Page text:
this book as a Recommended Read. I, on a whim, reserved it at the library. Loved it and she mentions frequently that Dee Williams was an inspiration for the changes she made in her life.
Clearly, I had to reserve The Big Tiny as soon as I could at the library.
Williams is living "the American Dream" like the rest of us; desk job, car and recently acquired homeownership status and all of the expenses/headaches that go along with it when she collapsed and discovered a very serious health issue.While at the doctor's office, she flipped open a magazine to read an article about a man who built his own house, but in miniature. After flying out to meet him, the author becomes inspired to do the same thing.
And does just that. Her house size? 84 square feet.
The Big Tiny traces Williams' journey from sketching plans for her eventual house, to buying a trailer from an interesting group of Russians, fighting with various pieces of wood, downsizing almost of all of her possessions, and then setting up shop in a dear friend's backyard.
A reader couldn't help but be slightly jealous of her daily routine, which involves waking up under a skylight and drinking coffee on the front porch to watch the sunrise. She doesn't have indoor plumbing and has a weak internet signal, which forces her to interact with her community and with nature, which begins about four feet from her head.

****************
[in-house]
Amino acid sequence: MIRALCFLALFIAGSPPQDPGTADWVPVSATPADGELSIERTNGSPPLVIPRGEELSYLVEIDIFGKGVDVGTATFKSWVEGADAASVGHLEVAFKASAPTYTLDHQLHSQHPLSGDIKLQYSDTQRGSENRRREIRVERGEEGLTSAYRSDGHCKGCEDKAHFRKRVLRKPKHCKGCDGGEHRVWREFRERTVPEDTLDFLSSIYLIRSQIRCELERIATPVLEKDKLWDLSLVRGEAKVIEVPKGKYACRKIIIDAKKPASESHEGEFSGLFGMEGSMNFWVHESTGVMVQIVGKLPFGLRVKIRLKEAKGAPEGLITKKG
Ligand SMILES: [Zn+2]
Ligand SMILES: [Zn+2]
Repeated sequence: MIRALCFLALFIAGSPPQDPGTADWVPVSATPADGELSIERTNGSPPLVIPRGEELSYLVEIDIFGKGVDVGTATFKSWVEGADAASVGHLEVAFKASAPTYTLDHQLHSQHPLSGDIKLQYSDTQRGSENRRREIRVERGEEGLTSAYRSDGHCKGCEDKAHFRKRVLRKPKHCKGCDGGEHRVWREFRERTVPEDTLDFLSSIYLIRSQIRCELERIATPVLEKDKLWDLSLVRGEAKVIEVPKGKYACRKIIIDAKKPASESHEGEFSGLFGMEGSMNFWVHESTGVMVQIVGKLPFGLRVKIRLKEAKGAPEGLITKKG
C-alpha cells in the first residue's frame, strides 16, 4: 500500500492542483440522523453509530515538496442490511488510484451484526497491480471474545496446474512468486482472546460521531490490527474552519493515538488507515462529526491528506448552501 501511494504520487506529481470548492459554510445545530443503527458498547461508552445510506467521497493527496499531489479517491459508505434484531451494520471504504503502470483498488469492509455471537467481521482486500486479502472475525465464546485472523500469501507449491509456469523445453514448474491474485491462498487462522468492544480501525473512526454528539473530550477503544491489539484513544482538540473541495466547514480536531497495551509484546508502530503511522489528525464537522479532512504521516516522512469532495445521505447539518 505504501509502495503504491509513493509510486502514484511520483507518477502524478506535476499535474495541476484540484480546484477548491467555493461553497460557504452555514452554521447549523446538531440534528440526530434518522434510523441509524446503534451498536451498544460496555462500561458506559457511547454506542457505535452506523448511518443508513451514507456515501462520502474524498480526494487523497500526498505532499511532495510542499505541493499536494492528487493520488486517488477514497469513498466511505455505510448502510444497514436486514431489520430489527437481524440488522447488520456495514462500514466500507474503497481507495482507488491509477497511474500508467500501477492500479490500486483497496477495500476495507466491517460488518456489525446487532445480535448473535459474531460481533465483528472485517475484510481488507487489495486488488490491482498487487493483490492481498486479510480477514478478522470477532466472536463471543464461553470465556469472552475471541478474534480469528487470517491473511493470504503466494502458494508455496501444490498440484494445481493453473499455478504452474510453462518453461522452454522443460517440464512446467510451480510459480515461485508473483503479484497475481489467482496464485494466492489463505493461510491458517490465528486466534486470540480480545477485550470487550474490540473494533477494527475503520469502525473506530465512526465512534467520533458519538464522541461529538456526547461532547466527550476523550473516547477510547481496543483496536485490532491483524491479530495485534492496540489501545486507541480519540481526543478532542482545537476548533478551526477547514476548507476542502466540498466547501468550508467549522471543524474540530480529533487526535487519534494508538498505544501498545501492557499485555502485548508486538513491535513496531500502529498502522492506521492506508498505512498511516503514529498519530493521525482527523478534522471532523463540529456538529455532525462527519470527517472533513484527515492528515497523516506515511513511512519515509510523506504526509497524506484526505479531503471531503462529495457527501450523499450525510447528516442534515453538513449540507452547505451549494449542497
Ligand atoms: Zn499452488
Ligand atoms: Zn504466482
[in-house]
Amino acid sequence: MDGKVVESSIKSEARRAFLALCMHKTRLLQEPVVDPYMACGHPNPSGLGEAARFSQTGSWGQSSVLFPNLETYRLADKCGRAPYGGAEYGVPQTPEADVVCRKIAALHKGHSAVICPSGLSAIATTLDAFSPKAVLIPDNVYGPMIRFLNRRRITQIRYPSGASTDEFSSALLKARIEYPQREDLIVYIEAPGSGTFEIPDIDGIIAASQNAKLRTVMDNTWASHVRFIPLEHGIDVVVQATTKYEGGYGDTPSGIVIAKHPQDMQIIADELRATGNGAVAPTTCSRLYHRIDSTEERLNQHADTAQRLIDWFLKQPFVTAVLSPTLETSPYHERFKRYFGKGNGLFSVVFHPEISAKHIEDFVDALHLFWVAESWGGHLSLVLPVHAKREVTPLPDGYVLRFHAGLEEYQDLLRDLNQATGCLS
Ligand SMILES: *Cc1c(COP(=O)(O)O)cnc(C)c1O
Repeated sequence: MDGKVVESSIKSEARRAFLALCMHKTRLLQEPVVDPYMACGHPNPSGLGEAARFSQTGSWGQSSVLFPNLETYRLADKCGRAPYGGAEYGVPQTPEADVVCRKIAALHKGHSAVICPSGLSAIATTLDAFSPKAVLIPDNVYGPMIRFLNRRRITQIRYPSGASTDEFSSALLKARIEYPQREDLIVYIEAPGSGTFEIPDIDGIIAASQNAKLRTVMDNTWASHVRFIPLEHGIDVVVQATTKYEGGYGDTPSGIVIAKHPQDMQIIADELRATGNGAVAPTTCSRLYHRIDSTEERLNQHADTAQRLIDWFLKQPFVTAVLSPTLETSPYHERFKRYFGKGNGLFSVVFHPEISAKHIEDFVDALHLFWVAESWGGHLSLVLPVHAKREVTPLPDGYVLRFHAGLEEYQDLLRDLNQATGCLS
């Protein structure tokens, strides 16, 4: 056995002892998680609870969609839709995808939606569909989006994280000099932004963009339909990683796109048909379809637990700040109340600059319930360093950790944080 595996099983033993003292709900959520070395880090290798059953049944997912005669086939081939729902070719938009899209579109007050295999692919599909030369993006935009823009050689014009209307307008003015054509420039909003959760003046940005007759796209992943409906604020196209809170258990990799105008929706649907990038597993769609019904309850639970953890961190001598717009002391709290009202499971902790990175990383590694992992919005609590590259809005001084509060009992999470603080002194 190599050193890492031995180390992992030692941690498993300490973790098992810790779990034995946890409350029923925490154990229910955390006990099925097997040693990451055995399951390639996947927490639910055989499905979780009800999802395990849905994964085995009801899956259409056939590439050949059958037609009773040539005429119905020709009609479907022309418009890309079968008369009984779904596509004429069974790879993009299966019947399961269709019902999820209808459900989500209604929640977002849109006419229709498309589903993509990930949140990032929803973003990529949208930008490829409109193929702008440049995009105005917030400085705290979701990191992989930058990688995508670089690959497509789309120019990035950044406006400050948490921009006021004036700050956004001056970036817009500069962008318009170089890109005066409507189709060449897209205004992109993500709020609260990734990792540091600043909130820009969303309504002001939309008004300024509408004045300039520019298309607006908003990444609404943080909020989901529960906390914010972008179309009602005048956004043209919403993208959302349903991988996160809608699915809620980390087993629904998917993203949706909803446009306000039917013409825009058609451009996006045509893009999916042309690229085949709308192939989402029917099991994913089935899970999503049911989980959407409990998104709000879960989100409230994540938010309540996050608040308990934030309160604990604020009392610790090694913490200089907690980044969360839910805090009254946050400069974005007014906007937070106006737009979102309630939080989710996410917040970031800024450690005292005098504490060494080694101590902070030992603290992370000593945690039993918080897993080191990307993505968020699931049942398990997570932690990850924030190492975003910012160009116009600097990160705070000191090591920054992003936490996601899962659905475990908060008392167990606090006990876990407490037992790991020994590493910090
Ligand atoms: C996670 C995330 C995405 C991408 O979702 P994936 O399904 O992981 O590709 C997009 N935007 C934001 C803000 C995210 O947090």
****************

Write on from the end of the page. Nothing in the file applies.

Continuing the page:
Williams' experiences aren't all pleasant, but she ends the book, asking, " Whose idea was it that we should all get jobs, work faster, work better, race from place to place with our brains stewing on tweets, blogs...when in the end, all any of us will have is our simple beating heart..."
A very good question to ask. This memoir was a lot of fun to read. Williams does not take herself seriously at all and when I finished this book, I realized the nearly 300 pages flew by because it felt like I was talking to a friend over drinks. A recommended read for anyone's bookshelf.
(Photo Credit: Amazon.com)